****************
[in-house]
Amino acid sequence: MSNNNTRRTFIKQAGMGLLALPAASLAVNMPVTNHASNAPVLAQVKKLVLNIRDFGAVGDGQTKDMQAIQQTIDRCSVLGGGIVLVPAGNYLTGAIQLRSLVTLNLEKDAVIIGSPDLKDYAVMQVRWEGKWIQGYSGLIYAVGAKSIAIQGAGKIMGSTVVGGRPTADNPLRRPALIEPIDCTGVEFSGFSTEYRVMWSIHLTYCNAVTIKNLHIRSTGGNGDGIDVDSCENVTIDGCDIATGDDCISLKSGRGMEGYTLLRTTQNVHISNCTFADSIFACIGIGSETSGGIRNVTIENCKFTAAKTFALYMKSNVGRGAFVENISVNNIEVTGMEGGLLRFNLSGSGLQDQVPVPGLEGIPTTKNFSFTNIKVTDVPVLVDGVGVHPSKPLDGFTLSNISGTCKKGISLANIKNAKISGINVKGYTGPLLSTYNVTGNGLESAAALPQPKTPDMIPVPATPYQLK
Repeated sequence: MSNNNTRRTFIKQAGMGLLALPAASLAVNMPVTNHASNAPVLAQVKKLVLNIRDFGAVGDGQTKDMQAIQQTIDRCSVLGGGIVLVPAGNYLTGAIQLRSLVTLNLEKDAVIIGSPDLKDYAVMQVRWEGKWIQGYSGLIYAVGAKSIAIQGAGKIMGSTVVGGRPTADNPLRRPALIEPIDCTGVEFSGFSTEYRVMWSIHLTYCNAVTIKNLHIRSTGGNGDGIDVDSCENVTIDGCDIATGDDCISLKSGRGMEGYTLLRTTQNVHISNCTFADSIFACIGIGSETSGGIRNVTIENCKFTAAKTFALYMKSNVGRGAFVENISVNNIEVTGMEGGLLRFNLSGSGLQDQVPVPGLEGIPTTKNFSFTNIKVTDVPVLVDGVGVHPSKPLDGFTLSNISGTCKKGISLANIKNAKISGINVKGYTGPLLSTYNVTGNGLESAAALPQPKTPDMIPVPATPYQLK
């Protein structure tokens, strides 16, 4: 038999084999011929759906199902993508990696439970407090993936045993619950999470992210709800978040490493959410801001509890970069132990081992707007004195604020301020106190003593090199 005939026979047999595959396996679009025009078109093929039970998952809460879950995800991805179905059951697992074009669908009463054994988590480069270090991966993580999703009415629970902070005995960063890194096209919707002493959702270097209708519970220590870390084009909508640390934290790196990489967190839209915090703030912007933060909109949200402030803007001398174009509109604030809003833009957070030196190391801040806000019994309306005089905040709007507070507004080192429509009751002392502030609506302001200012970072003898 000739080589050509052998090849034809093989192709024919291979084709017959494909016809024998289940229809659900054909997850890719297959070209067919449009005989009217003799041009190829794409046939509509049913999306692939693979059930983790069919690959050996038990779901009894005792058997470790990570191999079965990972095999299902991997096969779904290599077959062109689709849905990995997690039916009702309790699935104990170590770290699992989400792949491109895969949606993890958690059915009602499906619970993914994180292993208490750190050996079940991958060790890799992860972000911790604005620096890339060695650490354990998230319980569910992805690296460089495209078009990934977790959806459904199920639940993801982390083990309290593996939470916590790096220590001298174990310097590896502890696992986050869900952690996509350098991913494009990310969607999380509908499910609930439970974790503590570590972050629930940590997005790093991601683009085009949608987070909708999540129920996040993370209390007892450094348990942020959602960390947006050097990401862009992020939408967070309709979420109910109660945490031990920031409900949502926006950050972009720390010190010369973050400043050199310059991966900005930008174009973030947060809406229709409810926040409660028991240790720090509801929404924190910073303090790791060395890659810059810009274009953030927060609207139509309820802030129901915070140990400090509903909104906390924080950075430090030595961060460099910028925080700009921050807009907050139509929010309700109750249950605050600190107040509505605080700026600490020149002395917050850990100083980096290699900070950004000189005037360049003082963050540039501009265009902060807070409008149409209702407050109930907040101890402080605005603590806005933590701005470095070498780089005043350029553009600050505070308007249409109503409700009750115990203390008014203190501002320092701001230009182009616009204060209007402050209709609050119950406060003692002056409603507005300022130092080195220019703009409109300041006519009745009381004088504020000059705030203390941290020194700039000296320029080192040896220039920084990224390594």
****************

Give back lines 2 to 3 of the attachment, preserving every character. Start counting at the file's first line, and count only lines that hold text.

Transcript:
Amino acid sequence: MSNNNTRRTFIKQAGMGLLALPAASLAVNMPVTNHASNAPVLAQVKKLVLNIRDFGAVGDGQTKDMQAIQQTIDRCSVLGGGIVLVPAGNYLTGAIQLRSLVTLNLEKDAVIIGSPDLKDYAVMQVRWEGKWIQGYSGLIYAVGAKSIAIQGAGKIMGSTVVGGRPTADNPLRRPALIEPIDCTGVEFSGFSTEYRVMWSIHLTYCNAVTIKNLHIRSTGGNGDGIDVDSCENVTIDGCDIATGDDCISLKSGRGMEGYTLLRTTQNVHISNCTFADSIFACIGIGSETSGGIRNVTIENCKFTAAKTFALYMKSNVGRGAFVENISVNNIEVTGMEGGLLRFNLSGSGLQDQVPVPGLEGIPTTKNFSFTNIKVTDVPVLVDGVGVHPSKPLDGFTLSNISGTCKKGISLANIKNAKISGINVKGYTGPLLSTYNVTGNGLESAAALPQPKTPDMIPVPATPYQLK
Repeated sequence: MSNNNTRRTFIKQAGMGLLALPAASLAVNMPVTNHASNAPVLAQVKKLVLNIRDFGAVGDGQTKDMQAIQQTIDRCSVLGGGIVLVPAGNYLTGAIQLRSLVTLNLEKDAVIIGSPDLKDYAVMQVRWEGKWIQGYSGLIYAVGAKSIAIQGAGKIMGSTVVGGRPTADNPLRRPALIEPIDCTGVEFSGFSTEYRVMWSIHLTYCNAVTIKNLHIRSTGGNGDGIDVDSCENVTIDGCDIATGDDCISLKSGRGMEGYTLLRTTQNVHISNCTFADSIFACIGIGSETSGGIRNVTIENCKFTAAKTFALYMKSNVGRGAFVENISVNNIEVTGMEGGLLRFNLSGSGLQDQVPVPGLEGIPTTKNFSFTNIKVTDVPVLVDGVGVHPSKPLDGFTLSNISGTCKKGISLANIKNAKISGINVKGYTGPLLSTYNVTGNGLESAAALPQPKTPDMIPVPATPYQLK